Director: Jon Avnet
You know how it is when you’ve been a cop in the NYPD for over thirty years: “Most people respect the badge. Everyone respects the gun.” You want to protect 99% of the population from the 1% of “degenerates”” who prey on the innocent and you watch paedophile priests, swarmy yuppie rapists and white trash child killers go free because of the “lawyers.” You see young club skanks snorting “primo” cocaine or “blow” which is what they call it in the streets, and they are doing that shit in public toilets in fancy big-time clubs and you have to “flip” cute female legal cokehead secretaries to “rat” out their supplier who looks a lot like 50 Cent. You arrive at a crime scene standing over the dead body of Rambo the Skateboarding Pimp (that's a street name for all you not from the street) and the first thing you think to say is “We gotta find out who did this!” like the wizened professional that you are. Anytime you see a brother officer in uniform at a crime scene, you always have to ask, “How about those Mets last night?” You also have to contend with your Brian-Dennehy-sized chief, the weasel IA officers (that’s Internal Affairs for all you people who are not from the street) and a hot Carla-Gugino-shaped forensic specialist who always wants to have sex with you (Sheesh, can’t an old cop near retirement get a moment’s rest around here?!). Then there’s someone out there playing vigilante, murdering all the criminals who got away with it and they are making a RIGHTEOUS KILL and it is also the name of this cop movie that I watched, which is also funnily enough a RIGHTEOUS KILL of your time as well as your faith in the acting abilities of co-leads Robert De Niro and Al Pacino.
Boy, it’s been over a decade since Michael Mann paired together the two finest Italian-American actors together for the epic cops and robbers film, Heat, with that classic diner scene discussion between the two of them, finally uniting in the one scene two thespians often mistaken for each other. Well, neither actor have been doing much decent work since then, so why not pair them together once again? So, we have De Niro and Pacino playing two old partners in fighting crime, introduced in a title sequence montage where they shoot off rounds at a firing range while a remixed generic rock guitar tune underscores that these Old Dogs still got it. Yes, in a surprising casting move, De Niro plays a gruff, irritable cop who is seen throwing a tantrum coaching little league and in an even more surprisingly acting choice, Pacino plays a gum-chewing wise-ass who is seen beating an egghead at a twin game of time-clock chess. Yeah, so there’s a vigilante bumping off bad guys who our heroes wanted to see put in bars and once again the line of dialogue is heard, “I don’t know whether to arrest these guys or give them a medal!” which we haven’t heard since Magnum Force or Death Wish or every other movie that put together cops and vigilantes. A calling card is left behind on the dead bodies, written poems found at the scene of the crime and circumstantial evidence points to the fact that a cop is most likely doing it, compounded by the video footage of De Niro offering a confession of his “crimes” to the camera. The younger dogs, John Leguizamo and Donnie Whalberg as another set of partners eventually come to think De Niro did it too. Oh boy, this movie is leading me down one path, I don’t suppose SPOILER ALERT AS IF YOU CARE that they might switch it up and offer a plot twist, particularly with such clues when the grizzled old police chief has both cops in his office and says ‘The killer might be right in front of you and you wouldn’t even know it’ and then we see a scene start with Pacino at a crime scene speculating ‘I’m the killer and I walk into the apartment...’ Hey, I’m no detective but I think someone else may have made those RIGHTEOUS KILLS... wink-wink, hoo-hah, and who cares? Cue a re-run of the climax to Heat but with the roles reversed and there you have it.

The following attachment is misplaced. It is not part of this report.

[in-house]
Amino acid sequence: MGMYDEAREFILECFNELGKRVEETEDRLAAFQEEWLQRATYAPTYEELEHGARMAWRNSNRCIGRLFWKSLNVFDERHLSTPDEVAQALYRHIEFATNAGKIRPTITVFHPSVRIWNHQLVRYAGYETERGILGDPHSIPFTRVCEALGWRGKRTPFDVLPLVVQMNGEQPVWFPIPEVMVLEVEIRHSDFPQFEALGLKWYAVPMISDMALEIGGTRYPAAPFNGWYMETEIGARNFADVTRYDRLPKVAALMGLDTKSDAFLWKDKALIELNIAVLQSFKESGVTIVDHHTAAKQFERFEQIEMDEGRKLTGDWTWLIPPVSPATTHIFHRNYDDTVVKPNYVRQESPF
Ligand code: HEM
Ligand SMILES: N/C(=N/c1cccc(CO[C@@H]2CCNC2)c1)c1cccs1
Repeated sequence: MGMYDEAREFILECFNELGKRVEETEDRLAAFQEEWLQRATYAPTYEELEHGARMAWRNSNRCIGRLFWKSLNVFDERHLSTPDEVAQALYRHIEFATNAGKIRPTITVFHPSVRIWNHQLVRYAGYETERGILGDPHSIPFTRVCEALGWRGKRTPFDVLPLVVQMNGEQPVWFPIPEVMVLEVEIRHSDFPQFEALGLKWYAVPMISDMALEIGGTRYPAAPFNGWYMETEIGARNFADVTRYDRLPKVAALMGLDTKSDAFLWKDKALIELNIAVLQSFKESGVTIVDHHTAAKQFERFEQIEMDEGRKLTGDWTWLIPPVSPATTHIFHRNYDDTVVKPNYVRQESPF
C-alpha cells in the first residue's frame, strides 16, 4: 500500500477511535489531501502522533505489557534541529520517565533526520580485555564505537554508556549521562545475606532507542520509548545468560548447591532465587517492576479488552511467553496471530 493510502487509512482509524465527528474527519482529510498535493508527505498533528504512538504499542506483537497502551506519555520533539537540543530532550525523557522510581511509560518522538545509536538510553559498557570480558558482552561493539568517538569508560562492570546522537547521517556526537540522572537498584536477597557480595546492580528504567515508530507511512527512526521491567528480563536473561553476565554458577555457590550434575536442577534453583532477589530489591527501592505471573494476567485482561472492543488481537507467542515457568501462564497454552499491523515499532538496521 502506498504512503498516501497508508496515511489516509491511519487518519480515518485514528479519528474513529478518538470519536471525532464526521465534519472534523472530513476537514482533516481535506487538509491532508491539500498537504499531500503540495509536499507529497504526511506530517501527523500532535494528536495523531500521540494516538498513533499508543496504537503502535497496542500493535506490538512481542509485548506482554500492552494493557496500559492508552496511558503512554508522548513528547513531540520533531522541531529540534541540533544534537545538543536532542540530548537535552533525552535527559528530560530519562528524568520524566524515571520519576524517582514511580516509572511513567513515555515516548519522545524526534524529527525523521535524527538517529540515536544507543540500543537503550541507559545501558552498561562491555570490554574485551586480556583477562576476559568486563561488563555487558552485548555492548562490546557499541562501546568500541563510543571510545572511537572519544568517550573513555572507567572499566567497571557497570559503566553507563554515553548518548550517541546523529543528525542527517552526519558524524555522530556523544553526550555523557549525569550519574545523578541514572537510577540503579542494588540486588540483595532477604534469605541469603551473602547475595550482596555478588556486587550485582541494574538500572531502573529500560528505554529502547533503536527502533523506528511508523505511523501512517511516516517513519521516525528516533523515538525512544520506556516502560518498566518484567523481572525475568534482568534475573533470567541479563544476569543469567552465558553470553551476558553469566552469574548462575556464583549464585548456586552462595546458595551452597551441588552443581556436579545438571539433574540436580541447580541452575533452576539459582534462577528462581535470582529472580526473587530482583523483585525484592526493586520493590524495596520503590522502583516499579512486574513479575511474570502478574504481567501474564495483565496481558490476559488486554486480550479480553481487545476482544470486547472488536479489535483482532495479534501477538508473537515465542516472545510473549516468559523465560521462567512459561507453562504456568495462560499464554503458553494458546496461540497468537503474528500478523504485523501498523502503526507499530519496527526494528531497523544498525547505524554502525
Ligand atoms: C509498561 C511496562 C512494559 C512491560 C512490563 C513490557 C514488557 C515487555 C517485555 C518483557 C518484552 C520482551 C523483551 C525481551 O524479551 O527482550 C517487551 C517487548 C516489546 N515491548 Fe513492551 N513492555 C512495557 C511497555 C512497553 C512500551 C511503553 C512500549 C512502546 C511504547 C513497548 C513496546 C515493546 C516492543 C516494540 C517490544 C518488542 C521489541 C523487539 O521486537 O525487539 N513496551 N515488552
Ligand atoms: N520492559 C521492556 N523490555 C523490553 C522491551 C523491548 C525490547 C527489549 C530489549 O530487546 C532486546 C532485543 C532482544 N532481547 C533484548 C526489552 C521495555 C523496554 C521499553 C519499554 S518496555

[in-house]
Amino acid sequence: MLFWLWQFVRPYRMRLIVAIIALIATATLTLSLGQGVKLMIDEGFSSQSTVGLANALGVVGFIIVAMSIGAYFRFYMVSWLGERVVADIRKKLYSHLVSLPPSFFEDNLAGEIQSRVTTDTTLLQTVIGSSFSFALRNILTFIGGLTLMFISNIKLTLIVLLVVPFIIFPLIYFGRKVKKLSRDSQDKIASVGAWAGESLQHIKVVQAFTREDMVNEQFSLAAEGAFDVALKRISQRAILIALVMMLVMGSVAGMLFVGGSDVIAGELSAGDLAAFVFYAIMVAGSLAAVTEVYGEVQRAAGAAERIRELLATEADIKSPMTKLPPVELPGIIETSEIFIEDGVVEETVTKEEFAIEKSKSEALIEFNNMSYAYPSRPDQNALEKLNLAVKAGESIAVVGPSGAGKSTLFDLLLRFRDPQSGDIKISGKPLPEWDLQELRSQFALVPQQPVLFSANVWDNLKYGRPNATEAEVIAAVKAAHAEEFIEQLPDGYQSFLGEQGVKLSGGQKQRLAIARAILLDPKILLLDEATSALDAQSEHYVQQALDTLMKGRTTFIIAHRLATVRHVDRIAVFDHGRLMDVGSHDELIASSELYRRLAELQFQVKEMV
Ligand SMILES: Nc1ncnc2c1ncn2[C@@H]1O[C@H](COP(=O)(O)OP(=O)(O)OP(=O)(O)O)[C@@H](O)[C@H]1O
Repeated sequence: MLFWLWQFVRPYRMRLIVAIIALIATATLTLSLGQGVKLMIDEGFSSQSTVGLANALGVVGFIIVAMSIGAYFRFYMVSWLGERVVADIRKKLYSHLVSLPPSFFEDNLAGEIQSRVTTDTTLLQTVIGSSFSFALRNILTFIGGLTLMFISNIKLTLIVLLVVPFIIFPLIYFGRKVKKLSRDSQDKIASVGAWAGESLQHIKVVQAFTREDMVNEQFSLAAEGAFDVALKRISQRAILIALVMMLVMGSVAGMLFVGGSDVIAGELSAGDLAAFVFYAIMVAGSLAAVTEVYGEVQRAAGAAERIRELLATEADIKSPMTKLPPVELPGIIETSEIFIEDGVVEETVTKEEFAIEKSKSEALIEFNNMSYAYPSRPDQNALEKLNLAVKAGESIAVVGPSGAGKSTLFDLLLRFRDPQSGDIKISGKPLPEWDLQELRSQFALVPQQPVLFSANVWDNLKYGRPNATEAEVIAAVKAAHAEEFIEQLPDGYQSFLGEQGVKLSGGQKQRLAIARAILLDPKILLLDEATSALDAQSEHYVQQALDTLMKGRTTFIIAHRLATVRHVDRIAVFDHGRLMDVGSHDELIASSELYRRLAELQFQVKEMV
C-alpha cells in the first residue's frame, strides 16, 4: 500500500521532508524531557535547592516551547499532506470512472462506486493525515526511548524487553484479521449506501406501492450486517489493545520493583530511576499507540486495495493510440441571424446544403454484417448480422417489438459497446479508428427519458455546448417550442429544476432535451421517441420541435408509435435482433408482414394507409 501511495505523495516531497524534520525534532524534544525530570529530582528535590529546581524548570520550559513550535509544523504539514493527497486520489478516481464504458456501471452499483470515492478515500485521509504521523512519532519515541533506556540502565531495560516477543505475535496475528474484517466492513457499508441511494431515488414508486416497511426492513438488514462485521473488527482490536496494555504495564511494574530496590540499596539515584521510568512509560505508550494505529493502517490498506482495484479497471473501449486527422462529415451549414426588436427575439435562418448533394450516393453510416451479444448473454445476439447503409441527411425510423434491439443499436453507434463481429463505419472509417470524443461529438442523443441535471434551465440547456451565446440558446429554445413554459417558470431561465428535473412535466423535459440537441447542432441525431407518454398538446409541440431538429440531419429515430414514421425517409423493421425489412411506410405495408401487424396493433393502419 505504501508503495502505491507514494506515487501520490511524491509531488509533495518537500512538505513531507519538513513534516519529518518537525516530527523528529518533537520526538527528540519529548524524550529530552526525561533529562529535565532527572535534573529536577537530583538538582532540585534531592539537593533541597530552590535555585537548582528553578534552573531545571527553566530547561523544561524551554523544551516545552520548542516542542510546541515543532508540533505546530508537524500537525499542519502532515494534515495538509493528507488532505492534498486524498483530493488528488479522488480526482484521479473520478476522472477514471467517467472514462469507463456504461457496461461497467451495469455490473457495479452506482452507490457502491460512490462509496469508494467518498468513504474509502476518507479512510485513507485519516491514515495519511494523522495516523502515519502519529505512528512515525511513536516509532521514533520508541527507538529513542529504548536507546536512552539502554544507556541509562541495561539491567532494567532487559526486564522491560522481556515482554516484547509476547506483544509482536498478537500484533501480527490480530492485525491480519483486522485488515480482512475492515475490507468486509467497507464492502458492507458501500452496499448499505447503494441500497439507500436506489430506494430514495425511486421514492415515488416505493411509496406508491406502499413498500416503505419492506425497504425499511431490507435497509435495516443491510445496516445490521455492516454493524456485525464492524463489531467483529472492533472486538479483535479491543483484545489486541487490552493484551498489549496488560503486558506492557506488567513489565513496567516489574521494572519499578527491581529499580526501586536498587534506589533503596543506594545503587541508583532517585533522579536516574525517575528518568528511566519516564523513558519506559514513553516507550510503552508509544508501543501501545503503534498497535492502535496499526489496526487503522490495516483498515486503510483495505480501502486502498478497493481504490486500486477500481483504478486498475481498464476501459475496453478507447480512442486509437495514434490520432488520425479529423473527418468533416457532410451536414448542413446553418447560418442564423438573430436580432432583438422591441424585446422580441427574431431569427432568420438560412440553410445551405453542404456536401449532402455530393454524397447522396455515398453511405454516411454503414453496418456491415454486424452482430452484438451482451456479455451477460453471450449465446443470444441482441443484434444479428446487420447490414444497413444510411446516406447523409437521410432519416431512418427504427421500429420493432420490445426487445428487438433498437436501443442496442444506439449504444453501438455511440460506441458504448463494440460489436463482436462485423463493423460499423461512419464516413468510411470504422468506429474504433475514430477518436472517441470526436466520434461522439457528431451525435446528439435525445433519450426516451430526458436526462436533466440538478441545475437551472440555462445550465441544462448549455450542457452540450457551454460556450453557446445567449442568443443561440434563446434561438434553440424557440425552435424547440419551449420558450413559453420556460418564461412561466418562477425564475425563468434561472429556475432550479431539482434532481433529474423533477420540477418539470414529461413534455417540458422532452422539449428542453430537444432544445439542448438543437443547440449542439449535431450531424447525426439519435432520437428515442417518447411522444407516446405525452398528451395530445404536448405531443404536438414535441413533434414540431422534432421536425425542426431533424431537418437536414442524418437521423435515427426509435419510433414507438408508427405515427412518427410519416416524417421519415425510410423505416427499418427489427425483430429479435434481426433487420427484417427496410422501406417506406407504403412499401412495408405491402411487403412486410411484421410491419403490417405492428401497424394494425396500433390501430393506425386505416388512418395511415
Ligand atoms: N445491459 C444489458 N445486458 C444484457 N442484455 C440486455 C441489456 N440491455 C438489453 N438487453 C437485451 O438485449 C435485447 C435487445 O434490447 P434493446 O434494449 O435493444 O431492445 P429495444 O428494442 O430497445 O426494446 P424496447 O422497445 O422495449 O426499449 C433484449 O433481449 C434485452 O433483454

Now I love cop movies, even the most cliched cop movies, but by those standards, Righteous Kill is quite the boring cop movie, featuring standard issue stuff that wouldn’t look askew in an episode of CSI or Law & Order or any other cop show in the last ten years. What really sinks it is its sole attraction, which is De Niro and Pacino together again, both wearing faces that look like beat-up catcher’s mitts and neither displaying much of the fire that gave them the recognition of high calibre actors. Take me down to Mugging Central because that's what we're dealing with here. I can only imagine actors like Gugino or Leguizamo or 50 Cent signing up to this film so excited to work with Taxi Driver and Scarface and then being stuck acting opposite guys who look like they are sleeping with their eyes open, delivering weak and forced banter such as the extended discussion of Wonderdog as a metaphor for drug-taking that would put Jim Belushi sitcoms to shame. I would have preferred this film more if they had starred two professional lookalike impersonators of DeNiro and Pacino, strutting around alternating between standard lines like "What am I, alone in this world?" and "Hoo Haa!" ad nausem, or even if they stitched together outtakes from the countless other films where these two played leather-jacket wearing cops stalking the streets of New York; Sea of Love and 15 Minutes partnered together to solve the mystery of the plot from a thousand movies!